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Given a infinite set/Universe (U) of alphanumeric elements and a family (F) of subsets of (U).

Calculate/Group all related subsets in (F), where all elements are covered or less, see example.

The Universe is not really infinite, but very large, approximately 59Mil elements and growing. Family (F) subsets, are not constant either, approximately 13Mil elements and growing as well.

Example:

U = {9b3745e9,ab70de17,1c410139,44038bbf,9c610bb,...,N}

F1 = {9b3745e9,07ee0220}

F2 = {9b3745e9,ab70de17,99b5d738}

F3 = {99b5d738,07ee0220}

F4 = {9b3745e9,ab70de17,1c410139}

F4calculate()={F2(2),F1(1)}

Of cause you can do it on brutal iteration, but over time it is not the optimal solution (NP-complete problem).

Any ideas how this can be solved more efficient? Encoding subsets, while using a element/vector Codebook that is larger than Universe, for instance 70Mil or 100Mil. But I'm not sure about calculation.

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Define "related". Define "growing". And please decide whether you are solving the very large or the infinite case. – larsmans Apr 7 '11 at 17:55
    
Permanent growing of Universe needs to be consider, how fast it is growing its not so relevant for the solution. Because the date is growing permanently it would be easier to view the Universe as infinite. But maybe I'm also very wrong. – OneFineDayOli Apr 7 '11 at 18:21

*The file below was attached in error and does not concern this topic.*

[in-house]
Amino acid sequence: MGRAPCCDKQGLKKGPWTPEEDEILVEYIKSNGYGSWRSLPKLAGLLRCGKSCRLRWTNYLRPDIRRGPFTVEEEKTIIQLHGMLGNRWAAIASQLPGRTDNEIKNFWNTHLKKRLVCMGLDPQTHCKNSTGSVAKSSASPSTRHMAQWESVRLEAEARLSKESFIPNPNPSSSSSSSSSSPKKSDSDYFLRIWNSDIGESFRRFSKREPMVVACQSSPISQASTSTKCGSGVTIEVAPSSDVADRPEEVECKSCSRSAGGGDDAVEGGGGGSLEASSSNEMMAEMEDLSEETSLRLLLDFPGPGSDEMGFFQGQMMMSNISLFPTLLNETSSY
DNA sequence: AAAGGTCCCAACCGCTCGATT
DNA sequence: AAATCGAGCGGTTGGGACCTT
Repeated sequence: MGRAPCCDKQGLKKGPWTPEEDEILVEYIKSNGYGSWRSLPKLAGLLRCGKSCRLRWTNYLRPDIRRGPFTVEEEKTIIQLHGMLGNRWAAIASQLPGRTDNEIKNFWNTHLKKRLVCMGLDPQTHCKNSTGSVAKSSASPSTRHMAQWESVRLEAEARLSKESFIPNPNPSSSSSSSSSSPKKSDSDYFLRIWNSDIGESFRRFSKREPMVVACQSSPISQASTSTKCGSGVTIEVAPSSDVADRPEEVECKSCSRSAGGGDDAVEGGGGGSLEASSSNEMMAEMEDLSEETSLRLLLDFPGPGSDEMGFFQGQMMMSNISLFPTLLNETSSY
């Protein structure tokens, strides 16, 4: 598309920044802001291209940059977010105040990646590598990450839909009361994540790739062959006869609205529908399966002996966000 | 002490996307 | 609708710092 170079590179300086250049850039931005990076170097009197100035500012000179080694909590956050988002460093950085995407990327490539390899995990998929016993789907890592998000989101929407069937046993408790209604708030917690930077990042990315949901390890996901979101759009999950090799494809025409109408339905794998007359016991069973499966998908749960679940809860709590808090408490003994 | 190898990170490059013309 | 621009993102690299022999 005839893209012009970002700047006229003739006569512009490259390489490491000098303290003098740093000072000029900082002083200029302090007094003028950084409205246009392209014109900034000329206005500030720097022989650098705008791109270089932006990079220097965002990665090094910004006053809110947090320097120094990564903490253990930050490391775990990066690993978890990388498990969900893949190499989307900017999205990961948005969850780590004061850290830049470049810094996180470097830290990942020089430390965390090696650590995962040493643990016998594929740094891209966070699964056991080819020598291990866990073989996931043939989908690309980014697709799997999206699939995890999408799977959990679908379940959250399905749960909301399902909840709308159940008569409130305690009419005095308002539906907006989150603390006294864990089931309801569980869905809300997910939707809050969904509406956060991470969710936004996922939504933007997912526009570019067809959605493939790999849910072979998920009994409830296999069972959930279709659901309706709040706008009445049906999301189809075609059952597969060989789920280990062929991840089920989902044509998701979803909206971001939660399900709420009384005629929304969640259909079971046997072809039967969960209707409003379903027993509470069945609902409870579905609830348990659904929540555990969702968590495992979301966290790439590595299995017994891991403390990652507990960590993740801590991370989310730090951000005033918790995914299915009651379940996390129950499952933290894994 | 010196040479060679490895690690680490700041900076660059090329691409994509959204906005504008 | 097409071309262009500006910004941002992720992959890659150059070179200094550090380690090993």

It seems based on the example that "related" subsets are subsets that contain at least one common element. In the example, F4 has two shared elements, 0x9b3746e9 (shared with F1) and 0xab70de17 and 0x9b3746e9 shared with F2. The numbers in parentheses denote the number of shared elements (F2(2) = 2 shared elements with F2). Assuming this intepretation:

This is obviously not an NP-complete problem but a simple case of indexing. In a hash table, link every element of U (59 * 106) to a list of subsets that contain them (e.g. 0x9b3746e9 -> { F1, F2, F4 } ). When finding the related subsets of a given subset, iterate through the elements of U in the subset, and lookup the hash table for every element. Iterate through the lists, and you find the related subsets. This is a fast operation and there's nothing NP-complete in it.

However another interpretation of the question is that this is an instance of SET COVER combinatorial optimization problem. This is indeed NP-complete.

share|improve this answer
    
Solution you mentioned was originally implemented. To save iteration cycles subsets are getting weighted. But I'm still looking for an encoding solution, to overcome the iteration of subsets completely. Thanks! – OneFineDayOli Apr 7 '11 at 19:00

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